People who have cork floors love them. Cork is a renewable resource. The cork bark is peeled from the cork tree, and the tree grows replacement bark.
The folks at This Old House say that cork tiles are easy to install if you do a careful job of measuring and cutting. They estimate it would take 3 hours to cover a 10 x 15 foot floor space. This Old House says, "Resilient yet durable, stylish yet earthy, a natural cork floor can turn any cool room into a cozy haven."
Cork is non-toxic and fairly easy to care for. Most cork tiles come with a polyurethane or wax finish that should be reapplied on a regular basis. Cleanup is simple if you follow the manufacturer's instructions. Some specify a wood cleaner, some say ammonia and water, and some say just a damp mop. Cork should not be soaked since the cork may expand and then become damaged.
Some cork floors "float" rather than rely on an adhesive. No glue means no fumes. There is an ongoing "discussion" in the trade on which method is best. There are situations when glue is a better option.
Globus Cork, a manufacturer known for colored cork, says, "Bugs, mold, mites and even termites are repelled by cork due to a naturally occurring substance in cork called suberin. This waxy substance also prevents cork from rotting even when completely submerged under water for long periods of time."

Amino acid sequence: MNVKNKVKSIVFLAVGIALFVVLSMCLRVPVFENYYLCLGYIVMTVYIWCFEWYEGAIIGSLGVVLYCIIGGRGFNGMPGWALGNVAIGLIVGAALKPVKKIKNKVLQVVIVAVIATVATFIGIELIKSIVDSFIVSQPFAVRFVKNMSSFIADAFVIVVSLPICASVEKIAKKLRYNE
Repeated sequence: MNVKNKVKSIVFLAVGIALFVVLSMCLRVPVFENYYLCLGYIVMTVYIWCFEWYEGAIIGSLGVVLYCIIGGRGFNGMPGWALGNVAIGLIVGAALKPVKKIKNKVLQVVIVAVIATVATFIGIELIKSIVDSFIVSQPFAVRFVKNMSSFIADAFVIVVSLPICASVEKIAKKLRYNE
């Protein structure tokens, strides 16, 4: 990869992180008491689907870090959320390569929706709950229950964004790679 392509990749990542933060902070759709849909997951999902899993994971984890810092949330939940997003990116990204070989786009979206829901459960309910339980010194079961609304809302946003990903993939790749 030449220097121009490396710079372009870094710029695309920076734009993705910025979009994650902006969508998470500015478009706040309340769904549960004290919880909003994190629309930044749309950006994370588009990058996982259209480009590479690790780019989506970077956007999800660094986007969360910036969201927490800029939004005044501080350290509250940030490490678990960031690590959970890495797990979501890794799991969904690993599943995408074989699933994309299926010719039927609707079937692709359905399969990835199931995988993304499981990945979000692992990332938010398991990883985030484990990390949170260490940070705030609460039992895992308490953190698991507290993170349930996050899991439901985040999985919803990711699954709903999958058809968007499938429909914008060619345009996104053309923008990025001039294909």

A point to note, all the fancy cut designs that you can accomplish with vinyl and linoleum are also possible with cork. You can create the look of parquet flooring and enjoy the comfort of walking on cork.
The Sexy Kitchen offers some pros and cons for using cork in a kitchen.
- Cork is resilient and will usually bounce back to its original plane if something is dropped on it.
- Cork keeps floors warm and absorbs sound.
- Cork contains suberin which retards fire from spreading.
- The use of padding under furniture and appliances will limit the footprint that develops over time.
- Sunlight and age will fade and/or change the color of the cork.
- Cork floors will show damage and wear if they are not swept frequently or become water logged.
Don VanderVort of Home Tips says, " The installed cost of a cork floor typically runs from $5 to $10 per square foot. By doing the work yourself, you can save up to about $2.50 per square foot." That makes it very cost effective.
Cork flooring and professional installation are available from most major flooring stores in Michigan. You will want to compare prices, warranties, and recommendations. Some flooring stores have "outside companies" who do the actual installation, so be sure to ask and factor that in before you make any decisions.
Cork flooring is a green option that costs less than wood flooring, adds comfort and warmth to the room, and looks great. How nice to be environmentally friendly and stay on a budget.
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